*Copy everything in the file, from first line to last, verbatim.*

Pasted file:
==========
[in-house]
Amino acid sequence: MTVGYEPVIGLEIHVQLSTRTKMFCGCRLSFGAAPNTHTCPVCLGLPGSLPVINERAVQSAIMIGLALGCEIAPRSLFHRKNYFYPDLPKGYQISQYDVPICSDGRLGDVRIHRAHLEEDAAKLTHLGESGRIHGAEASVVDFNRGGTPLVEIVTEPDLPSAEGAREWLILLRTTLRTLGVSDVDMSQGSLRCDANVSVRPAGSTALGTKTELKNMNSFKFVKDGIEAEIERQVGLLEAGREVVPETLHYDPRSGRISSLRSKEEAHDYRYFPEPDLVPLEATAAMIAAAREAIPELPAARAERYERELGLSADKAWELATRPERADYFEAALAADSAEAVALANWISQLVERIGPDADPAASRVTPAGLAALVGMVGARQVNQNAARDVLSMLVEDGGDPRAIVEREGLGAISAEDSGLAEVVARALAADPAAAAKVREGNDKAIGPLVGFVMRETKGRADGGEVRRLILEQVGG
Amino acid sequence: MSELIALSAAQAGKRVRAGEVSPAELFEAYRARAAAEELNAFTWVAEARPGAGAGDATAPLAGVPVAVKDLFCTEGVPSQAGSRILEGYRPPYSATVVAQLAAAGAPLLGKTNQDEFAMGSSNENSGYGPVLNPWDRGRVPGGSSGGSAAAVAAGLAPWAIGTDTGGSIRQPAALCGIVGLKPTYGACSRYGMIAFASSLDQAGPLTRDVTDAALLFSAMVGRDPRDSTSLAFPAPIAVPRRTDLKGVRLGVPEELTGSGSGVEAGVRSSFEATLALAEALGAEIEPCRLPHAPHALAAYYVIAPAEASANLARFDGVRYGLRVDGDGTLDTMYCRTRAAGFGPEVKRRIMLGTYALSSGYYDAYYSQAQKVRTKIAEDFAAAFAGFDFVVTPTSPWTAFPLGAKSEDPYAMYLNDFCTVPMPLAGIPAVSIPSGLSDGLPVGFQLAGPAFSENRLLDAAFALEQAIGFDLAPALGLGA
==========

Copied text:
[in-house]
Amino acid sequence: MTVGYEPVIGLEIHVQLSTRTKMFCGCRLSFGAAPNTHTCPVCLGLPGSLPVINERAVQSAIMIGLALGCEIAPRSLFHRKNYFYPDLPKGYQISQYDVPICSDGRLGDVRIHRAHLEEDAAKLTHLGESGRIHGAEASVVDFNRGGTPLVEIVTEPDLPSAEGAREWLILLRTTLRTLGVSDVDMSQGSLRCDANVSVRPAGSTALGTKTELKNMNSFKFVKDGIEAEIERQVGLLEAGREVVPETLHYDPRSGRISSLRSKEEAHDYRYFPEPDLVPLEATAAMIAAAREAIPELPAARAERYERELGLSADKAWELATRPERADYFEAALAADSAEAVALANWISQLVERIGPDADPAASRVTPAGLAALVGMVGARQVNQNAARDVLSMLVEDGGDPRAIVEREGLGAISAEDSGLAEVVARALAADPAAAAKVREGNDKAIGPLVGFVMRETKGRADGGEVRRLILEQVGG
Amino acid sequence: MSELIALSAAQAGKRVRAGEVSPAELFEAYRARAAAEELNAFTWVAEARPGAGAGDATAPLAGVPVAVKDLFCTEGVPSQAGSRILEGYRPPYSATVVAQLAAAGAPLLGKTNQDEFAMGSSNENSGYGPVLNPWDRGRVPGGSSGGSAAAVAAGLAPWAIGTDTGGSIRQPAALCGIVGLKPTYGACSRYGMIAFASSLDQAGPLTRDVTDAALLFSAMVGRDPRDSTSLAFPAPIAVPRRTDLKGVRLGVPEELTGSGSGVEAGVRSSFEATLALAEALGAEIEPCRLPHAPHALAAYYVIAPAEASANLARFDGVRYGLRVDGDGTLDTMYCRTRAAGFGPEVKRRIMLGTYALSSGYYDAYYSQAQKVRTKIAEDFAAAFAGFDFVVTPTSPWTAFPLGAKSEDPYAMYLNDFCTVPMPLAGIPAVSIPSGLSDGLPVGFQLAGPAFSENRLLDAAFALEQAIGFDLAPALGLGA